3594 The role of Swedish municipalities in the establishment of urban consolidation centres

Maria Björklund , Management and Engineering, Logistics Management, Linköping University, Linköping, Sweden
Sara B. Gustafsson , Dept. of Management and MEchanical Engineering, LInköping University, Linköping, Sweden
Full Papers
  • The role of Swedish municipalities in the establishment of urban consolidation centres.pdf (113.0 kB)
  • Justification of the paper: Freight transportation in urban areas is one important area in the development of more sustainable cities. City logistics is often characterised by a myriad of small and ineffective goods flows. Despite that the need for transportation is derived from consumption, commonly the consignors (e.g. manufacturers) and not the receivers purchase the logistics service. As a consequence, freight to one receiver is distributed by different logistics service providers. Several Swedish municipalities have recognised the inefficiency in the flow of goods to their premises such as schools and offices, resulting in environmental impact and increased risk for accidents as a consequence of several delivery trucks around e.g. schoolyards. Some Swedish municipalities have therefore centralised their purchasing of goods and started to place demands on the transportation service purchased. However, different demands and purchasing practices are applied by different municipalities, and there is a lack of overview and knowledge exchange between different initiatives.

    Purpose: The purpose of this paper is to describe and analyse successful city logistics initiatives taken by Swedish municipalities and thereby provide an overview of ways receivers can respond to the challenge of ineffective distribution of goods in cities.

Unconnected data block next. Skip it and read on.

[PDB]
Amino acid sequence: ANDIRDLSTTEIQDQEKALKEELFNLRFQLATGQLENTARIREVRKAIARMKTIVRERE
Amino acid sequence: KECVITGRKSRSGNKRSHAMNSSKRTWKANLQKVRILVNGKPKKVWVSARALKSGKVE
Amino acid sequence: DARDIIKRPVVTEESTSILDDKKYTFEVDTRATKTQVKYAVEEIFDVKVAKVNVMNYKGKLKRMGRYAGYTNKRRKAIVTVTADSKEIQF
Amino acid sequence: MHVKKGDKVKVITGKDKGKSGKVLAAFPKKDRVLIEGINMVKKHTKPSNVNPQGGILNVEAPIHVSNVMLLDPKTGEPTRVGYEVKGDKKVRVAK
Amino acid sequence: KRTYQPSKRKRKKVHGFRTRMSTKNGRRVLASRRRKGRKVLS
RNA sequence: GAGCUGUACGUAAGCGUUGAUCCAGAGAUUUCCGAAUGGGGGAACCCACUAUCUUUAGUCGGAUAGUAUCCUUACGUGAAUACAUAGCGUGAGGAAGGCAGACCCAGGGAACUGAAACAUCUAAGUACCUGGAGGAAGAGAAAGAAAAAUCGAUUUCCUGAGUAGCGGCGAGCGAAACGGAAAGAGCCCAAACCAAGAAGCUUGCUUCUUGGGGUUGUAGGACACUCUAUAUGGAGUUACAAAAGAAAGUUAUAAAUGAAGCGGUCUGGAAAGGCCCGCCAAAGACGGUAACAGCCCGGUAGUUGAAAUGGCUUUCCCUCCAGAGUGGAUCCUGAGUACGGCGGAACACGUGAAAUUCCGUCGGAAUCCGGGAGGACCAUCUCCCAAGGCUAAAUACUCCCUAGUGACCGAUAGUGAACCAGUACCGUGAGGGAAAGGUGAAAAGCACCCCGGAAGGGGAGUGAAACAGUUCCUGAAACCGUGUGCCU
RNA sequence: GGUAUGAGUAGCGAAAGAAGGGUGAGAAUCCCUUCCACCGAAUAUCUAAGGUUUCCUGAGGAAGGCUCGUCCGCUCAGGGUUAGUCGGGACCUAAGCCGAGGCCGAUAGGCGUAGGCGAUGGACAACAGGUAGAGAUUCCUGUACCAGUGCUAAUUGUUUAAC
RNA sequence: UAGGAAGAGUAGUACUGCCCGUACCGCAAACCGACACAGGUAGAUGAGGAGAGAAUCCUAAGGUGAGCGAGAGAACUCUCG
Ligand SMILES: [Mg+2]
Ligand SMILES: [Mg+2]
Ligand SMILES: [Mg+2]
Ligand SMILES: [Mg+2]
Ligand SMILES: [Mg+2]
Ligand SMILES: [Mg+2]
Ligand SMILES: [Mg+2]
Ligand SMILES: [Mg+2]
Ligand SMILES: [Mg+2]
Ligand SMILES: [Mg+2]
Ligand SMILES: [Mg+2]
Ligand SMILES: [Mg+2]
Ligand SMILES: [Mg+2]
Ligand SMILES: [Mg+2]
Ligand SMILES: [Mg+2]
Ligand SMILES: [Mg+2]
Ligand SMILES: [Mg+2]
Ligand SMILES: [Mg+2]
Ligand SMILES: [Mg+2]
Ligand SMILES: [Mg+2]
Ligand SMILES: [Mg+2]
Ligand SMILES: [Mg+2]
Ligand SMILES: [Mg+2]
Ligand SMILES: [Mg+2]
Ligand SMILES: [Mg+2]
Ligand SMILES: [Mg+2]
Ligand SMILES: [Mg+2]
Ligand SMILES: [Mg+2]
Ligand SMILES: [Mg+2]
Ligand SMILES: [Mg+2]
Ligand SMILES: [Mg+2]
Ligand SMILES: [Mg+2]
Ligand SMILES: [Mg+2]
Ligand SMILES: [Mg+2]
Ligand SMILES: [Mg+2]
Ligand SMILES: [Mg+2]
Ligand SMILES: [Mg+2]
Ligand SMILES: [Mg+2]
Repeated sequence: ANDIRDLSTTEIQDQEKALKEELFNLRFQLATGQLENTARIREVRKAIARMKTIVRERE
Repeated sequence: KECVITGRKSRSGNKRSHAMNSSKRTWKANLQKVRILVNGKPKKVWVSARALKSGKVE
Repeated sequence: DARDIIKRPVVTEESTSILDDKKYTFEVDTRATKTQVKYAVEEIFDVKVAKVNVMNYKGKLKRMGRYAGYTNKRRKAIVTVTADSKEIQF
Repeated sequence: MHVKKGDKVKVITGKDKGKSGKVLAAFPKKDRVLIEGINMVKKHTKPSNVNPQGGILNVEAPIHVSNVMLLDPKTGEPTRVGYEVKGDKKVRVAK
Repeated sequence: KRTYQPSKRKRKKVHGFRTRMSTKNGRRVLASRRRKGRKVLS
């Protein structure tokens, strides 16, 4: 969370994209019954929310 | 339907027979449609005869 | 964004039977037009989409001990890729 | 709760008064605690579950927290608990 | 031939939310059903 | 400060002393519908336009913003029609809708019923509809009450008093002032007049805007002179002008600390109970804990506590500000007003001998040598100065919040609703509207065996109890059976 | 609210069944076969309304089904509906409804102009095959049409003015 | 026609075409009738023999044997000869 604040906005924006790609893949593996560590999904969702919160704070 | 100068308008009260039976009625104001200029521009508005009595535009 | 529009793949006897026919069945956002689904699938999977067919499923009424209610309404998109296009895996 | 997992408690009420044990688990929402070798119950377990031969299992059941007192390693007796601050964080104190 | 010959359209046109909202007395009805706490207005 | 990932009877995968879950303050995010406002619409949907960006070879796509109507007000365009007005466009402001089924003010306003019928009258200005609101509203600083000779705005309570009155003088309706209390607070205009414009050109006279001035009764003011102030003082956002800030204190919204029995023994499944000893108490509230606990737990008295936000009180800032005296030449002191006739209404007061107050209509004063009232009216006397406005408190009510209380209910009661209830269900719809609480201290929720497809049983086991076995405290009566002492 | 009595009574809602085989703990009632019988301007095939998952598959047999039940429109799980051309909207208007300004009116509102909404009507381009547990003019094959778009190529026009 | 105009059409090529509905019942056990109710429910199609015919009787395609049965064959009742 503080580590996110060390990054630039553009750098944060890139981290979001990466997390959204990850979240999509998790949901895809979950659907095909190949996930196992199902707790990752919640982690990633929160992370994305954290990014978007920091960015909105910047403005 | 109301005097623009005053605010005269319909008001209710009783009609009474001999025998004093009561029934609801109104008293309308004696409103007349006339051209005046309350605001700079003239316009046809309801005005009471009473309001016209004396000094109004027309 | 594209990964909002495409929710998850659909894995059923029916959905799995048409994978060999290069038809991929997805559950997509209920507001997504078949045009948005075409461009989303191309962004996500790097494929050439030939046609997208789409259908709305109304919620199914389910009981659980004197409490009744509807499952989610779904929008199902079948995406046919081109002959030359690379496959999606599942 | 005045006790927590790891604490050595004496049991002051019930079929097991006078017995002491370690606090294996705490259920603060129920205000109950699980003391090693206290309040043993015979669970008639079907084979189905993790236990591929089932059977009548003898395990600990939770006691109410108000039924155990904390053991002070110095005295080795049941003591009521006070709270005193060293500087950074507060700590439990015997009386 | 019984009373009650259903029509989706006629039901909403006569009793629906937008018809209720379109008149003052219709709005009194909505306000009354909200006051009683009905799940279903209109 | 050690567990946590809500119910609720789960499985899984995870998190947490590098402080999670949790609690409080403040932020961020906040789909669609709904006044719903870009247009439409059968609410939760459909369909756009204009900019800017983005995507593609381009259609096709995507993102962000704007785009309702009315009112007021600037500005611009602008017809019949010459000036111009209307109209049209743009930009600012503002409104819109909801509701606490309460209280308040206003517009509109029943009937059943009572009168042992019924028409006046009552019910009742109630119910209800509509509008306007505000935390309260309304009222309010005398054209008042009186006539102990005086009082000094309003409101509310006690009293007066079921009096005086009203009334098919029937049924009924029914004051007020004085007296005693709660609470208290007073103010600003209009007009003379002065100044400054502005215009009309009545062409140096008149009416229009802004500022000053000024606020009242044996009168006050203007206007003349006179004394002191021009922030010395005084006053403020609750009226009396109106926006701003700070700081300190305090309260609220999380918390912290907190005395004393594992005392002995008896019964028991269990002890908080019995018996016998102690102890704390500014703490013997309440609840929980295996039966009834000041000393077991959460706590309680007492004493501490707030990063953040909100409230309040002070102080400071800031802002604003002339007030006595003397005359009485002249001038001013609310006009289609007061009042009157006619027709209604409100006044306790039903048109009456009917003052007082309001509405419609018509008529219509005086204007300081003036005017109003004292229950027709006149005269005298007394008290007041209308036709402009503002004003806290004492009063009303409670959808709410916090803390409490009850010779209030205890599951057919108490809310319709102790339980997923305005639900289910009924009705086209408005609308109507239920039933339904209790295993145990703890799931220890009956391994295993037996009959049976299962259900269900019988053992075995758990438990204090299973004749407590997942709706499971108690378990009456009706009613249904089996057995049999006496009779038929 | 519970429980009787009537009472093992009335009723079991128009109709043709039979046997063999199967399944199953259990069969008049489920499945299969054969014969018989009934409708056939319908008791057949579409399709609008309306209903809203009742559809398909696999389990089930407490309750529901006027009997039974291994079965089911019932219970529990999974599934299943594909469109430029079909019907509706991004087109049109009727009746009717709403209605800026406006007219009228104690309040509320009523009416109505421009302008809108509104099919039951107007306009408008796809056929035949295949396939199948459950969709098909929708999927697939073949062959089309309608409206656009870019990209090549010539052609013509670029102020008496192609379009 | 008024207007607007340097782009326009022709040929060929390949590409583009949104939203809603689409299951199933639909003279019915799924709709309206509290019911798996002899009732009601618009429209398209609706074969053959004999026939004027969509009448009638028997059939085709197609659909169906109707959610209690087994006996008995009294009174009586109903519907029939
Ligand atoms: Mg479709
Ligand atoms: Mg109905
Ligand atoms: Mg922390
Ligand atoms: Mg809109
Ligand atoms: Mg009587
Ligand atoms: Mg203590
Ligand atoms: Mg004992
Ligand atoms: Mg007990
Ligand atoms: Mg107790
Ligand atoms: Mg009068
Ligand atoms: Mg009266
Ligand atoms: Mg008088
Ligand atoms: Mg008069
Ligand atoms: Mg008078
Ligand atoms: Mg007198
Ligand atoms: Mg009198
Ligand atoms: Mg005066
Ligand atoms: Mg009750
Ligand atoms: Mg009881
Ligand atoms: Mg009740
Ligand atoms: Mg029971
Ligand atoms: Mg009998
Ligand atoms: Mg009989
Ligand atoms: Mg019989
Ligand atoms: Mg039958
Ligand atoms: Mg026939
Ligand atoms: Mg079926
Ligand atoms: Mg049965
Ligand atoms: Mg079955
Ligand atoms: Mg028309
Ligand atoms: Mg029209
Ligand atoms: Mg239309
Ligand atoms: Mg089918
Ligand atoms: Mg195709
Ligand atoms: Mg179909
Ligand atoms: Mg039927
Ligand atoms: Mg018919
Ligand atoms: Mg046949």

Theoretical framework: This paper combines literature with regard to green logistics, purchasing, capacity building, organisational learning and environmental management.

    Results: The investigation of initiatives taken by municipalities have several similarities but also many differences. Common determinants in many initiatives are the lack of co-operation and knowledge exchange between different initiatives and actors, and the unstructured way of capacity building. Many municipalities let consultancies investigate the baseline and estimate improvement potentials. As a result, the municipalities risk that the knowledge and deeper understanding of the design of the initiative fails in becoming integrated in the organisation’s knowledge base. However, the paper also provides good examples of how this knowledge can be integrated in the organisation and contributes to improve their procurement competence.

    Conclusions: Some municipalities have taken a first and very important step towards a more sustainable city logistics. This paper shows that this area of research is still in its infancy and several new areas for further research is identified. There is a need for a more systematic performance of both designing the initiatives and to transfer and build knowledge. There is also a need for an expanded collaboration between different actors in order to make the freight transports in the cities more effective leading to less environmental and social impacts as well as decrease the transportation costs. The initiatives taken by municipalities show several strengths, but also weaknesses. An increased knowledge transfer, supported by the overview presented in this paper, can help municipalities overcome several of these weaknesses. The overview provided facilitates an increased understanding of the strengths and weaknesses of different initiatives, as well as hinders and driving forces, ways to collaborate and exchange knowledge.